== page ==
When a disagreement turns hostile, and someone ends up injured (or at least claims to be injured), the police can get called in and you might end up facing criminal charges for your alleged acts. What crime the prosecutors decide to charge you with can make a huge difference in the type of criminal penalties you face. The crimes may all sound the same to you – assault, aggravated assault, battery – but they each are different under Oklahoma law, and a prosecutor must prove beyond a reasonable doubt that you are guilty of the crime charged. Below, we will get into what the definition of aggravated assault is in Oklahoma, but first we will discuss how assault and battery are defined.
You might think of “assault” as being a violent act in which physical contact is made with another person, but, under Oklahoma state law, an assault is defined as “any willful and unlawful attempt or offer with force or violence to do a corporal hurt to another.” What this means is that assault is merely trying to carry out a violent act against another person or threatening to do so. Thus, if you try to take a swing at a person, or even just threaten to punch them but do not actually do so, you can be guilty of assault in Oklahoma. Assault is punishable by up to 30 days in jail and a $500 fine.
In Oklahoma, battery is defined as “any willful and unlawful use of force or violence upon the person of another.” Thus, unlike assault, battery actually requires that violent contact be made with another person’s body. Battery must be willful, meaning you must have intentionally carried out the act, and it cannot be accidental. The other person also must not have consented, e.g. in a boxing or wrestling match. Battery is punishable by up to 90 days in jail and a $1000 fine, with higher penalties when the victim is a family member or belonging to some other special classification.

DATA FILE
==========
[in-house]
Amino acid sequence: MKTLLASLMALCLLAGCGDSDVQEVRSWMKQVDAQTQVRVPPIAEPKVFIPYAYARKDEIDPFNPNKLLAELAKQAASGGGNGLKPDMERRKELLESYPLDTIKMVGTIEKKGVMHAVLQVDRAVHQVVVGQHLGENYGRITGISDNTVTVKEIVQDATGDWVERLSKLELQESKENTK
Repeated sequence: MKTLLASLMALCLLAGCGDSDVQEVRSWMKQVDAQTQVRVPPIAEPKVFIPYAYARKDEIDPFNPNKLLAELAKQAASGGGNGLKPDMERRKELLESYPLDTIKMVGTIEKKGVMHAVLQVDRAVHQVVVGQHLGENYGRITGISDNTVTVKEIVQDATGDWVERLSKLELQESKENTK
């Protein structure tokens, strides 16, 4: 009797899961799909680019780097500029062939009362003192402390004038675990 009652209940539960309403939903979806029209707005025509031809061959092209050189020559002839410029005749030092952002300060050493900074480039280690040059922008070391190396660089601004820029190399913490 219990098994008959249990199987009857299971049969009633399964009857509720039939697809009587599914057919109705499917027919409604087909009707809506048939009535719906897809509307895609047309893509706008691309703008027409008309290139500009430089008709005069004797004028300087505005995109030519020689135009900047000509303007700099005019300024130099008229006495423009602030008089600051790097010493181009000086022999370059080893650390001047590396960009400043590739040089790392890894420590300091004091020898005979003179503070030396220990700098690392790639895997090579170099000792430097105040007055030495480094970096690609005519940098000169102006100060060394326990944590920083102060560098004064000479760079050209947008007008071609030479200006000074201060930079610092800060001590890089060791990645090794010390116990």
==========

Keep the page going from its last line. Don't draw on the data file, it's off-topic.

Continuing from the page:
Aggravated assault is where there is a battery (meaning violent physical contact) and one of the following elements is met:
- When great bodily injury is inflicted upon the person assaulted, or
- When committed by a person of robust health or strength upon one who is aged, decrepit, or incapacitated
The law defines “great bodily injury” as including
- bone fracture
- protracted and obvious disfigurement
- protracted loss or impairment of the function of a body part
- organ or mental faculty, or
- substantial risk of death
The punishment for aggravated assault in up to 5 years in the state penitentiary. Clearly, a sentence of five years is much more severe than the 90 day maximum sentence for battery. Thus, working with an experienced criminal defense attorney to fight aggravated assault charges and potentially negotiate the charges down to battery can be critical to defending your long-term freedom.
Experienced Criminal Defense in Your Oklahoma Aggravated Assault Case
If you have been charged with or are under investigation for any type of violent crime – whether it be aggravated assault, assault, battery, or even robbery or homicide – you face serious criminal penalties. Make sure you do everything you can to mount your best possible defense in your case to defend your freedom. Oklahoma City criminal defense attorney Patrick Quillian is a former district attorney who has the experience, skills, and dedication to work towards the best possible outcome in your case. Contact his office today at 405.294.4448 to schedule a consultation.